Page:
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Assam Rifles
Insignia of the Assam Rifles
Insignia of the Assam Rifles
Flag of the Assam Rifles
Flag of the Assam Rifles
AbbreviationAR
MottoSentinels of the North East
Agency overview
Formed1835
Employees65,143[1]
Annual budget6658.41 crore (2022-23)[2]
Jurisdictional structure
Federal agencyIN
Operations jurisdictionNortheast India, IN
Governing bodyMinistry of Home Affairs (administration)
Ministry of Defence (operational control)[3]]]
Constituting instruments
  • Assam Rifles Act, 2006
  • Assam Rifles Rules 2010
  • Assam Rifles Regulations 2016
General nature
Specialist jurisdictions
  • National border patrol, security, and integrity.
  • Paramilitary law enforcement, counter insurgency, and riot control.
Operational structure
HeadquartersShillong, Meghalaya, India
Minister responsible
Agency executive
Parent agencyCentral Armed Police Forces[2][5]
Website
assamrifles.gov.in

The Assam Rifles (AR) is a central paramilitary force[6] responsible for border security, counter-insurgency, and maintaining law and order[7] in Northeast India. It guards the Indo-Myanmar border. The AR is one among the Central Armed Police Forces (CAPF) of India and comes under the administration of the Ministry of Home Affairs, while its operational control is maintained by the Indian Army. Being a police force, its recruitment, perks, promotions, and retirement policies are governed by CAPF rules.[8] Around 80 percent of its officers are deputed from the Indian Army and remaining from AR cadre.[9][10] The AR is commanded by the Director General of the Assam Rifles (DG AR) who is appointed by the Ministry of Home Affairs.[11]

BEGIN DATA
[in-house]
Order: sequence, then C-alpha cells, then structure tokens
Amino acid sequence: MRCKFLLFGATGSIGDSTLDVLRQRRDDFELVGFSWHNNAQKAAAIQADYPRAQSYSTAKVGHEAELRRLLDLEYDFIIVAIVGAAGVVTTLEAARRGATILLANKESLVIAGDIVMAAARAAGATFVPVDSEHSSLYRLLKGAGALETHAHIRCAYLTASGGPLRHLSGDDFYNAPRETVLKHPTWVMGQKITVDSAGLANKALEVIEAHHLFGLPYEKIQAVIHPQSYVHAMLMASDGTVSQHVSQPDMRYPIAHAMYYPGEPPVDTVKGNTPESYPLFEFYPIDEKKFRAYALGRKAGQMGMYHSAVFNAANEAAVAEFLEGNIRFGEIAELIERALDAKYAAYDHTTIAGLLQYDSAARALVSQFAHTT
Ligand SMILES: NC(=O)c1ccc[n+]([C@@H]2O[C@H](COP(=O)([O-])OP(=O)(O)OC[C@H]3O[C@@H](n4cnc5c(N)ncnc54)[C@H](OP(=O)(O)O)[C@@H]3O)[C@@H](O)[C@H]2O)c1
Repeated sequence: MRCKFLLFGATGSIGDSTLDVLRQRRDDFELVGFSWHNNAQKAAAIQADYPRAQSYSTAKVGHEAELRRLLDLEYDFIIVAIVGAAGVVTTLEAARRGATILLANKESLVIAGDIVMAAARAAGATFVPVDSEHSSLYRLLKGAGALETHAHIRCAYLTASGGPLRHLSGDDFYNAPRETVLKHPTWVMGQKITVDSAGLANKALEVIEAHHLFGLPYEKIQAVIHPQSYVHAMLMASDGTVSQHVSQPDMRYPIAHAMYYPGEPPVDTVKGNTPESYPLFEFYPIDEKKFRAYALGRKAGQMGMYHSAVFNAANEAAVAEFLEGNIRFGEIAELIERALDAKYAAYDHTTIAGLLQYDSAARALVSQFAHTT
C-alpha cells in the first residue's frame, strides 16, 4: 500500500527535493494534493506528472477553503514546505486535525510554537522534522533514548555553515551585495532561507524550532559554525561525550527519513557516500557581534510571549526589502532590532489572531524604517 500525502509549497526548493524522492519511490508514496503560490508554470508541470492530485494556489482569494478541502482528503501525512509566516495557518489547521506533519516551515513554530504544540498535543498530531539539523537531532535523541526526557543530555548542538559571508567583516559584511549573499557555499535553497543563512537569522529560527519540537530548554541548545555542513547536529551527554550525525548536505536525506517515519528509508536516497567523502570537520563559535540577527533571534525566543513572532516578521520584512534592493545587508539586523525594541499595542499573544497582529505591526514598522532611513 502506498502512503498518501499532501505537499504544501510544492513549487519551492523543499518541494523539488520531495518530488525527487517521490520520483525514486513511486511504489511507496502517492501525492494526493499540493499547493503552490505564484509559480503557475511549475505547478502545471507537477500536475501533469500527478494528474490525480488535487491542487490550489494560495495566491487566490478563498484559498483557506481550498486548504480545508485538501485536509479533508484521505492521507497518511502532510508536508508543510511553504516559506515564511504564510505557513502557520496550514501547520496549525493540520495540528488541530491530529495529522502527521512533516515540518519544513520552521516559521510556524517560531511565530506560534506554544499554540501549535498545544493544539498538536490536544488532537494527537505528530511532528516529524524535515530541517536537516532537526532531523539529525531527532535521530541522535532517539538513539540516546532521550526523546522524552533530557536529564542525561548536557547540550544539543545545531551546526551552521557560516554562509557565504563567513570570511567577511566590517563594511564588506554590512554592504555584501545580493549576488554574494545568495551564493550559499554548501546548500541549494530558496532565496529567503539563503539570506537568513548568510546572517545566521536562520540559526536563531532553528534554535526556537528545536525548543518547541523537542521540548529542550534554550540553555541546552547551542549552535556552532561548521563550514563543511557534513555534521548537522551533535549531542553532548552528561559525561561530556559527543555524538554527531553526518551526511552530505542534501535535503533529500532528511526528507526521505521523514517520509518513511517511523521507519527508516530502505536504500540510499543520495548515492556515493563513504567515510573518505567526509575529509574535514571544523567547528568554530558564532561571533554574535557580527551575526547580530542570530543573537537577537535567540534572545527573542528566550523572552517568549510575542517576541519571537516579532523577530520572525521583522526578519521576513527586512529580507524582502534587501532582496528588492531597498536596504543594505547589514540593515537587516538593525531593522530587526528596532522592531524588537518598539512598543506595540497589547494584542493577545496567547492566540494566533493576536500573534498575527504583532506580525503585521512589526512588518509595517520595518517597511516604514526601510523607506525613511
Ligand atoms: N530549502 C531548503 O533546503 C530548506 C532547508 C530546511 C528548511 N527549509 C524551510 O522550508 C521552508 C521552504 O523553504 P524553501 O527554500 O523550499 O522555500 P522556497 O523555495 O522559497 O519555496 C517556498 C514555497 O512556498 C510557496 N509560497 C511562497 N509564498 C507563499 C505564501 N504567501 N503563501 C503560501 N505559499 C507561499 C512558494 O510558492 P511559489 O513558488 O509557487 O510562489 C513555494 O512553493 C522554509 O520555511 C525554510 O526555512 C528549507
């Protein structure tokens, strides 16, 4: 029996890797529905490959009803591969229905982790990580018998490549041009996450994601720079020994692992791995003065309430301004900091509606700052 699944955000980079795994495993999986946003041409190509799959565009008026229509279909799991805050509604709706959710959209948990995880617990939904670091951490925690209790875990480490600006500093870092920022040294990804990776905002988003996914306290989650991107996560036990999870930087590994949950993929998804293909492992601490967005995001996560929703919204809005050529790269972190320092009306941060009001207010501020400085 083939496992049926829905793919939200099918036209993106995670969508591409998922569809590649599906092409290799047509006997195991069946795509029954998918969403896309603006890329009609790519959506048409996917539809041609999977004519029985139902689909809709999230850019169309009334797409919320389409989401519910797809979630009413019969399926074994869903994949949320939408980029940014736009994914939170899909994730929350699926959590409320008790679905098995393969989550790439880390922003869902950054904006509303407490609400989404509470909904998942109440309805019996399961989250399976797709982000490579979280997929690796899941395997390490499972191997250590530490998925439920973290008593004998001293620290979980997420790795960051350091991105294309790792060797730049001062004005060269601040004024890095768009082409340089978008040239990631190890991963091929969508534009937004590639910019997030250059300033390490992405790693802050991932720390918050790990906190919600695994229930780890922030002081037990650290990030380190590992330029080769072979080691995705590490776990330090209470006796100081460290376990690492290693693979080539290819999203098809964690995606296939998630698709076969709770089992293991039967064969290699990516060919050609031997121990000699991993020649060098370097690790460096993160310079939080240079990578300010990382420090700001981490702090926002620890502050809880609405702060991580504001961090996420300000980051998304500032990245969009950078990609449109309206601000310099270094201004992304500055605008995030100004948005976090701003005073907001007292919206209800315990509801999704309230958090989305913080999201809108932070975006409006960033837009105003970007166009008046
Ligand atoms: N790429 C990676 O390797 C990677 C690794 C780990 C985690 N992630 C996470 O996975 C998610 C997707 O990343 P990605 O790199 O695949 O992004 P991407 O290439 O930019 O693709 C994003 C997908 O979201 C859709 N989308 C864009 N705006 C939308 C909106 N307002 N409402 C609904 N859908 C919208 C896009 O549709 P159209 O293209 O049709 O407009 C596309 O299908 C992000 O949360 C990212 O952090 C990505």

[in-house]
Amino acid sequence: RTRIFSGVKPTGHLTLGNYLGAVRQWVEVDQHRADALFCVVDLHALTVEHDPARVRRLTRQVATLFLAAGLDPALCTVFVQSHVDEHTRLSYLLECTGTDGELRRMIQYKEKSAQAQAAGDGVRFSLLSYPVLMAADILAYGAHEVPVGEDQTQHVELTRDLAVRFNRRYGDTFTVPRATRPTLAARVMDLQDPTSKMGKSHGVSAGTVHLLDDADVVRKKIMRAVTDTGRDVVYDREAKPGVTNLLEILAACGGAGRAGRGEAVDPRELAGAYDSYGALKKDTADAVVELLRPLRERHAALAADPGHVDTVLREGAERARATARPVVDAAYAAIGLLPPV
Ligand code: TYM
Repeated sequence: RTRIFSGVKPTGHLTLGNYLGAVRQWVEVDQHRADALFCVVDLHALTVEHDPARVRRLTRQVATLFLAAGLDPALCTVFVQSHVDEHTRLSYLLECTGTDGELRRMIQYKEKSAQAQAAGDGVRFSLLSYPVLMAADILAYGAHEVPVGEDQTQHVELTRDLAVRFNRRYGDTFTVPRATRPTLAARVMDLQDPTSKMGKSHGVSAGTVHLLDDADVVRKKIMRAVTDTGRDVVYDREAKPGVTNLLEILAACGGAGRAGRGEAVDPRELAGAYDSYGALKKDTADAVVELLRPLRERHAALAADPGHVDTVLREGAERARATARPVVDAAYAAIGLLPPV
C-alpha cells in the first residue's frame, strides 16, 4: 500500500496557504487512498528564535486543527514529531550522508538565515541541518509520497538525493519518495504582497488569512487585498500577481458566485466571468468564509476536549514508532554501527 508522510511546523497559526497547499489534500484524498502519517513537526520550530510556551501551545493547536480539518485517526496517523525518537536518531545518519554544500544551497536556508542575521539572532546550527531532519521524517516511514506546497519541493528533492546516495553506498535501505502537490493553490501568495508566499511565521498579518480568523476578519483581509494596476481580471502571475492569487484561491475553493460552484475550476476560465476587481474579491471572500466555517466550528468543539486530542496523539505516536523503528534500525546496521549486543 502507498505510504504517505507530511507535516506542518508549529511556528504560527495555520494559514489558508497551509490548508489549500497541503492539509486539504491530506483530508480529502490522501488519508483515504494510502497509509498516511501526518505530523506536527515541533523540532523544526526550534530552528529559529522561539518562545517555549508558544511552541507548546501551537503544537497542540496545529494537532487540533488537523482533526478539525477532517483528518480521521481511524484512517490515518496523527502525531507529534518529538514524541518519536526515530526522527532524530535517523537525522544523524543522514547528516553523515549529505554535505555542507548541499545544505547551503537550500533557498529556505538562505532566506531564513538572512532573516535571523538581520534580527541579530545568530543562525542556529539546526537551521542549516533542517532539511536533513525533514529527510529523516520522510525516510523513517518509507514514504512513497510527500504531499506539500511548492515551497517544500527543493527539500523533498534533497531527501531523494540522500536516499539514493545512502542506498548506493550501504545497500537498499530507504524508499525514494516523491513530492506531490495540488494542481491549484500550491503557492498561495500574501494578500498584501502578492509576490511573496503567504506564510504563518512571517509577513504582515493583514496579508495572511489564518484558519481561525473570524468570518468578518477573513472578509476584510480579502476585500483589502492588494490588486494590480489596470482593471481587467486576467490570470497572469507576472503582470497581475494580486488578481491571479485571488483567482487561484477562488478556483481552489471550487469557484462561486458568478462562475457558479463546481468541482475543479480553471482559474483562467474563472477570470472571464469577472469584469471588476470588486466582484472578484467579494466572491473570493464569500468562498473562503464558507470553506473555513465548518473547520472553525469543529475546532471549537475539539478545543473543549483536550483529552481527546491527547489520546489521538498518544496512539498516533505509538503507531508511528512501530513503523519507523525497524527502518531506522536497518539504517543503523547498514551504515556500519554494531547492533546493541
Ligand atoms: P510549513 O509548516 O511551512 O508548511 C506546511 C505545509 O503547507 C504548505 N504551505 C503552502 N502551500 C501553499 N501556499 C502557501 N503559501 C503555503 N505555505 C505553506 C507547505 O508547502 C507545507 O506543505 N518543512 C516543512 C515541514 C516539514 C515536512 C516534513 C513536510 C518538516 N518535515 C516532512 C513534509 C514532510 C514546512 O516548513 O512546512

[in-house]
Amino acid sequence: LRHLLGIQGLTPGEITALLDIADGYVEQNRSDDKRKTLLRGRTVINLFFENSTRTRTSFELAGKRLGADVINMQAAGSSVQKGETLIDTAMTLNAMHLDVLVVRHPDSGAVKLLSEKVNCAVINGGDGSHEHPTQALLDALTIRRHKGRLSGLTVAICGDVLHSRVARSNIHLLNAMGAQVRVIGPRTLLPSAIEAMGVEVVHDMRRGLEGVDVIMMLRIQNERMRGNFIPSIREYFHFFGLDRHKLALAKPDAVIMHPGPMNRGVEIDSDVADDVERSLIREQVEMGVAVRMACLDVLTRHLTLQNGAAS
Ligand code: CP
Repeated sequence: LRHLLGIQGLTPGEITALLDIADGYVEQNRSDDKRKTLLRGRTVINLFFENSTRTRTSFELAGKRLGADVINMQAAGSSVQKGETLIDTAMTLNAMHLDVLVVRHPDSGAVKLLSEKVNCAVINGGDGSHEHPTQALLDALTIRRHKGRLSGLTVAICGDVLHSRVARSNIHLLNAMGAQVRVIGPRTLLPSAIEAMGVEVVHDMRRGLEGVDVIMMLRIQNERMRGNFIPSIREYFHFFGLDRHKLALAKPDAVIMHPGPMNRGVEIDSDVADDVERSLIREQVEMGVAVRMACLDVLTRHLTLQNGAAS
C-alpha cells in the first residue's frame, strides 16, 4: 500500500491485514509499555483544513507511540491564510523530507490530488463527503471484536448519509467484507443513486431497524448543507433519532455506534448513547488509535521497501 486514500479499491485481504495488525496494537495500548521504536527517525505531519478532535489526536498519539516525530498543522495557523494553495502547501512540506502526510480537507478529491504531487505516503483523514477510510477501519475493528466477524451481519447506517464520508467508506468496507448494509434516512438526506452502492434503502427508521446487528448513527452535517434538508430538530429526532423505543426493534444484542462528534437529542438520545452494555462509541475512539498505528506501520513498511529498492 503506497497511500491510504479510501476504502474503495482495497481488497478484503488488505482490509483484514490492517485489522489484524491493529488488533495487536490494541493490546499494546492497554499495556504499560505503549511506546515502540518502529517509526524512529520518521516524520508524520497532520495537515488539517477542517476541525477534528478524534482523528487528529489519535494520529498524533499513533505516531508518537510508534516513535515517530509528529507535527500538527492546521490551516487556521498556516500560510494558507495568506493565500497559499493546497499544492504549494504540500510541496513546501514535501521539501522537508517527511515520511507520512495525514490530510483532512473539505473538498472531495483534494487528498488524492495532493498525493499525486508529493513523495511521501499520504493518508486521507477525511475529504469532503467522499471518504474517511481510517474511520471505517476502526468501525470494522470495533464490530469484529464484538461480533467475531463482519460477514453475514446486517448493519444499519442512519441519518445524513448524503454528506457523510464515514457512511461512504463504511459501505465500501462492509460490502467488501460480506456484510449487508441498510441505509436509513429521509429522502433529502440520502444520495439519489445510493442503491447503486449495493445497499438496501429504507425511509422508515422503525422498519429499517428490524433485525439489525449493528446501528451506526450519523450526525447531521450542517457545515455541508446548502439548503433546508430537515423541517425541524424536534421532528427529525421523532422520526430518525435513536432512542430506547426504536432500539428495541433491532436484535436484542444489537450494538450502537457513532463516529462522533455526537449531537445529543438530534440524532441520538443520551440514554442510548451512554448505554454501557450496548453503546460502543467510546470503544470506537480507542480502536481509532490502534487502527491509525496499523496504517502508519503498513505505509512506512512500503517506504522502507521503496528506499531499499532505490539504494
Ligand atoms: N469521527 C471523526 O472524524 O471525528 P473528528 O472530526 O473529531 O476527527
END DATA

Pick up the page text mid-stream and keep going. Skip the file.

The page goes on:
The AR is also dubbed as "Sentinels of North East" and "Friends of the Hill People". It is the oldest paramilitary force in India, originally raised in 1835 as Cachar Levy, a militia to protect tea gardens and fertile plains of Assam against unruly tribes. Its scope increased with the expansion of British Raj in Northeast India, and were used against insurgency in the region. The force was redesigned as Assam Frontier Police in 1883, Assam Military Police in 1891, and East Bengal and Assam Military Police in 1913.[12] It got its present name in 1917.[13] After independence, the AR functioned under the Ministry of External Affairs.[14] Its operational control was transferred to the Indian Army post Sino-Indian War of 1962.[15] It came under the administration of Ministry of Home Affairs in 1965, with Army retaining operational control.[14]

Over the course of its history, the Assam Rifles have served in a number of roles, conflicts and theatres including World War I, they served in Europe and the Middle East, and World War II, where they served mainly in Burma. After the Chinese annexation of Tibet, the Assam Rifles were tasked with manning the Tibetan border of Assam Himalayan region. They were also instrumental in maintaining law and order in Arunachal Pradesh.

As of 2019-2020 report of Ministry of Home Affairs, there are 46 battalions of Assam Rifles with a sanctioned strength of 65,143 personnel.[16][17] They perform many roles including the provision of internal security under the control of the army through the conduct of counterinsurgency and border security operations, provision of aid to the civilians in times of emergency, and the provision of communications, medical assistance and education in remote areas.[18] In times of war they can also be used as a combat force to secure rear areas if needed. Since 2002, the force has been given the role of guarding the India–Myanmar border.[19]

History

1985 postage stamp
1985 postage stamp

Early history

The present day Assam Rifles can trace its origins to a paramilitary force known as Cachar Levy which was established by the British in 1835 in the Assam region. The Assam Rifles boasts of being the oldest paramilitary force. With approximately seven hundred and fifty men, this force was formed as a police unit to protect settlements against tribal raids and other assaults as British rule slowly moved towards the north east parts of India.[16]